Doris and Lloyd Warner are longtime Kmart and Sears customers who were surprised to hear Tuesday that the company plans to close at least 100 of its stores across the country.
"I shop at Kmart all the time," Doris Warner said on Tuesday afternoon as she stood next to her husband in the East North Street store parking lot.
On this day, the Rapid City couple, who lives near the store, had just finished buying a pair of shoes for Lloyd Warner.
"The store is nice, wide and comfortable to shop in," Doris Warner said of Kmart. She also said she buys a number of her dressier clothes at the Sears store in Rapid City.
The Warners want to remain loyal Kmart and Sears customers, which is why they are hopeful the Rapid City stores do not make it onto their parent company's store closure list, which has yet to be announced.
After a disastrous holiday shopping season, Sears Holding Corp. announced Tuesday that it will close at least 100 Kmart and Sears stores to raise cash - a move that sparked speculation about whether the 125-year-old retailer can avoid a death spiral fed by declining sales and deteriorating stores.
In making the announcement, Sears Holdings Corp declared that it would no longer prop up "marginally performing" locations. The company pledged to refocus its efforts on stores that make money.
In addition to the Kmart store in Rapid City, the only other Kmart in the Black Hills is in Spearfish. Spearfish's Kmart could also be affected by the closure announcement.
Kathy Mraz and her son, Tony Mraz, were walking out of the Rapid City Sears store carrying a bag filled with new dress shirts on Tuesday when they heard that a number of Sears stores will close as well. The Rapid City residents said they are longtime Sears' customers.
One of the biggest worries for the mother and son is that the possible closure of the Rapid City location meant less competition among stores in town, which would hurt customers in the long run, they said.
After the nationwide closure announcement, value of Sears' stock quickly plunged, 27 percent.
The closings are the latest and most visible move by Eddie Lampert, the hands-on chairman who has struggled to reverse the company's fortunes.
As rivals Wal-Mart Stores Inc. and Target Corp. spruced up stores in recent years, Sears Holdings struggled with falling sales and perceptions of dowdy merchandise.
Some analysts wondered if it was already too late, questioning whether the retailer can afford to upgrade stores as it burns through its cash reserves.
The sales weakness "begins and some would argue ends with Sears' reluctance to invest in stores and service," Credit Suisse analyst Gary Balter wrote in a note to clients.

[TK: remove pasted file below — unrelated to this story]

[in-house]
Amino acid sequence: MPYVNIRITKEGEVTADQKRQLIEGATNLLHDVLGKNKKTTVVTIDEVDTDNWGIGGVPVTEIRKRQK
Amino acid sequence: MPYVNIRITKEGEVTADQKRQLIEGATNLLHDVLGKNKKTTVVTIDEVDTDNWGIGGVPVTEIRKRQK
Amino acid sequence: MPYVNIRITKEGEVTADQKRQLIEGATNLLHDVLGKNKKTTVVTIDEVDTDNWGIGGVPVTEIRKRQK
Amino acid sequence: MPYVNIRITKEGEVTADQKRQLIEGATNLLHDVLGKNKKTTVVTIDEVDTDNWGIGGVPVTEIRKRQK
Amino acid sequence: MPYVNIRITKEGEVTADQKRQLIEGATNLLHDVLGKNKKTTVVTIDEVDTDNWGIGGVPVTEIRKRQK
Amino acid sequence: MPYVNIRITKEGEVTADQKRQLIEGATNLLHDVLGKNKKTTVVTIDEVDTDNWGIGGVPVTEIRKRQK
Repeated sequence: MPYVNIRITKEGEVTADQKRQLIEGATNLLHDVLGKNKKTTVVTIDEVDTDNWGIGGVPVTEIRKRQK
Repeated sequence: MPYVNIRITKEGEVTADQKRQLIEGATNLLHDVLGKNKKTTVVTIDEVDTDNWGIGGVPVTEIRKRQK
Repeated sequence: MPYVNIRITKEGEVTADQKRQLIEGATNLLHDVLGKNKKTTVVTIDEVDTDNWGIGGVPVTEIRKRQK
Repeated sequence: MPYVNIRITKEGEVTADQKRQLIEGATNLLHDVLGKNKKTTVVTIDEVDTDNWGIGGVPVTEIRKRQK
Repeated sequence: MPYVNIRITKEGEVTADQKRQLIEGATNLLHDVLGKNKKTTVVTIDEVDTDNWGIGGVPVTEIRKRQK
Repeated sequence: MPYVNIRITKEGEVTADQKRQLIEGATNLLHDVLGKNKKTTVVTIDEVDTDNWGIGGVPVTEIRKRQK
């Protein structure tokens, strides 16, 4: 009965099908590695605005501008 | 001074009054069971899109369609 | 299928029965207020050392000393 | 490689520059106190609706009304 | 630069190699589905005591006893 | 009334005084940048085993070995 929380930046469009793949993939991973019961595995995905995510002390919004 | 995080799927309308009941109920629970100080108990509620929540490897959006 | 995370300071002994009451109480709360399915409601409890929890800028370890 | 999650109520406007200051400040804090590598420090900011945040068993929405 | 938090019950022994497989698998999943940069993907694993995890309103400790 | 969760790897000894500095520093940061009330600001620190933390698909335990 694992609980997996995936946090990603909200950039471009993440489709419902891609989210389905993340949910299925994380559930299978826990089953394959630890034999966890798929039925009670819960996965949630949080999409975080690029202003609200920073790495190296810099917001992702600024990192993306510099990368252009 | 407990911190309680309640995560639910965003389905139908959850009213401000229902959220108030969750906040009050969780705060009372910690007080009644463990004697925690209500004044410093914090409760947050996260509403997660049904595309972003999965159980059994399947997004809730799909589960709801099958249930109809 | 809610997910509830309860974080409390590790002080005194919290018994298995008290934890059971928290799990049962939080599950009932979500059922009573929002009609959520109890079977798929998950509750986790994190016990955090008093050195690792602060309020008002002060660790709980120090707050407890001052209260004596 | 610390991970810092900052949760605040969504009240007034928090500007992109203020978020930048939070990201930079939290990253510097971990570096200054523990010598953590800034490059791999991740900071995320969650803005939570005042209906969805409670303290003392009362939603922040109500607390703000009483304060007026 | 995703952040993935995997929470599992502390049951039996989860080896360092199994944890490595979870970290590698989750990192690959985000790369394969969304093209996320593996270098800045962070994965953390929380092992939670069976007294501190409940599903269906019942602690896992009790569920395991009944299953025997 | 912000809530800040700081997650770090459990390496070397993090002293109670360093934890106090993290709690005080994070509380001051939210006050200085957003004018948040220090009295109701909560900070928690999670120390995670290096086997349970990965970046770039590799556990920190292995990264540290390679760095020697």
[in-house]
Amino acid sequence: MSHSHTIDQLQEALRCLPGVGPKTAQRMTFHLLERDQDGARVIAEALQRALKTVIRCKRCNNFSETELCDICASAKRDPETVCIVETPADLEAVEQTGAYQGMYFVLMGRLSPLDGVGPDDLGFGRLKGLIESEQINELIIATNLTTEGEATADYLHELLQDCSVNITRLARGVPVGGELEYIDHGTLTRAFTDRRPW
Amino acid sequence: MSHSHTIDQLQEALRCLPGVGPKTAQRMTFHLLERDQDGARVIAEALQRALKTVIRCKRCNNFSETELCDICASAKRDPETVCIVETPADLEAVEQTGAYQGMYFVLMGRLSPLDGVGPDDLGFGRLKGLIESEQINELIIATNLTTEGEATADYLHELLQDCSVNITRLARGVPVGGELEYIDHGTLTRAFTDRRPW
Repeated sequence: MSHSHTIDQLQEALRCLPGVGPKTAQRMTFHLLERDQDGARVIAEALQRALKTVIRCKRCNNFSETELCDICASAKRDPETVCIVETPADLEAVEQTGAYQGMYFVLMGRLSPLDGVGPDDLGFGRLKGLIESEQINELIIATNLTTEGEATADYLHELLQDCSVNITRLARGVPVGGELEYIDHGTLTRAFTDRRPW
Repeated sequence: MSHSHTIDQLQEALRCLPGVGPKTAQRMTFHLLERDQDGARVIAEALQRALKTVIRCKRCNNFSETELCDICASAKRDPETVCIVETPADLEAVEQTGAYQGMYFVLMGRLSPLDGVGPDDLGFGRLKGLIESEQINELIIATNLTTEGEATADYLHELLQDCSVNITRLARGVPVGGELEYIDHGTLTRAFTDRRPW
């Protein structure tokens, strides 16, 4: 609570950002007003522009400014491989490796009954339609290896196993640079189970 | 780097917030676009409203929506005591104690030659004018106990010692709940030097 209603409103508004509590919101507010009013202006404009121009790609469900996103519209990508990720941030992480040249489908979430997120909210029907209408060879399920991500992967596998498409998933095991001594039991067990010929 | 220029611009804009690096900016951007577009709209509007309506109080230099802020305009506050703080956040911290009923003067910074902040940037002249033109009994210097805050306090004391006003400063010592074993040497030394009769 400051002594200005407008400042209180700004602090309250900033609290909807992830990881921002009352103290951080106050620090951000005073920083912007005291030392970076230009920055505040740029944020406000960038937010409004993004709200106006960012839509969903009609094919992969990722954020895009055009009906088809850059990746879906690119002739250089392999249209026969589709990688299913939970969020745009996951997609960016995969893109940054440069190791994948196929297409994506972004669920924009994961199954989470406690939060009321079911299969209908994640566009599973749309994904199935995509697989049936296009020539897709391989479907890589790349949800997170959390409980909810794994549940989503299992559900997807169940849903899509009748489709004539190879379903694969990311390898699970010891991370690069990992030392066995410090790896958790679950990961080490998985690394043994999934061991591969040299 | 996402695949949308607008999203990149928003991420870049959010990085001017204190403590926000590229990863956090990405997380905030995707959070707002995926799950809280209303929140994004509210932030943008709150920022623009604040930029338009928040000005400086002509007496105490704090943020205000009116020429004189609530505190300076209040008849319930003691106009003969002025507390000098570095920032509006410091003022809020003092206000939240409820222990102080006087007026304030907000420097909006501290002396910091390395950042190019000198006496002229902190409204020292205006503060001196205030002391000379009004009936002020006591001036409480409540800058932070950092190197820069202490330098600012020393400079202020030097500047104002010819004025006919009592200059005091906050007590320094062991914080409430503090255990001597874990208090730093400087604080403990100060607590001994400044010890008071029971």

"There's no reason to go to Sears," added New York-based independent retail analyst Brian Sozzi. "It offers a depressing shopping experience and uncompetitive prices."
Sears Holdings has watched its cash and short-term investments plummet by nearly half since Jan. 31, from about $1.3 billion to about $700 million.
The projected closings represent only about 3 percent of Sears Holdings' U.S. stores. And the company has actually added stores since the Sears-Kmart merger in 2005. It has about 3,560 stores in the U.S., up from 3,500 right after the merger, thanks to the addition of more small stores.
But the company hinted that more closings could be on the horizon.
The store closings were expected to generate $140 million to $170 million in cash as the company sells down their inventory. Selling or subleasing the properties could generate more money.
Spokesman Chris Brathwaite said the company had not determined which stores would close or how many jobs might be cut. He disputed speculation that the company will have problems surviving, noting it still has $2.9 billion available under its credit lines.
Still, the company's announcements were grim. In addition to the closings, it announced that revenue at stores open at least a year fell 5.2 percent for the eight weeks ended Dec. 25, a crucial time because of the holiday shopping season.
Kmart's layaway program, meant to help cash-strapped customers buy presents by paying for them a little at a time, faltered as Wal-Mart and Toys R Us introduced or expanded competing programs. Sears stores reported softer sales of home appliances, usually a strength.
The company predicted that fourth-quarter adjusted earnings will be less than half the $933 million reported for the same quarter last year. It also expects a non-cash charge of $1.6 billion to $1.8 billion in the quarter to write off the value of carried-over tax deductions it now doesn't expect to be profitable enough to use.
Part of Sears Holdings' problem is the weak economy that is hurting virtually all retailers that cater to low- and middle-income shoppers, who are being forced to cut back on spending.
But both Lampert and Lou D'Ambrosio, who was named chief executive officer in February, have said the company needs to keep up with the changing retail landscape, where shoppers are going online for convenience and finding better prices on their smartphones even once they're in the store.
The Associated Press contributed to this story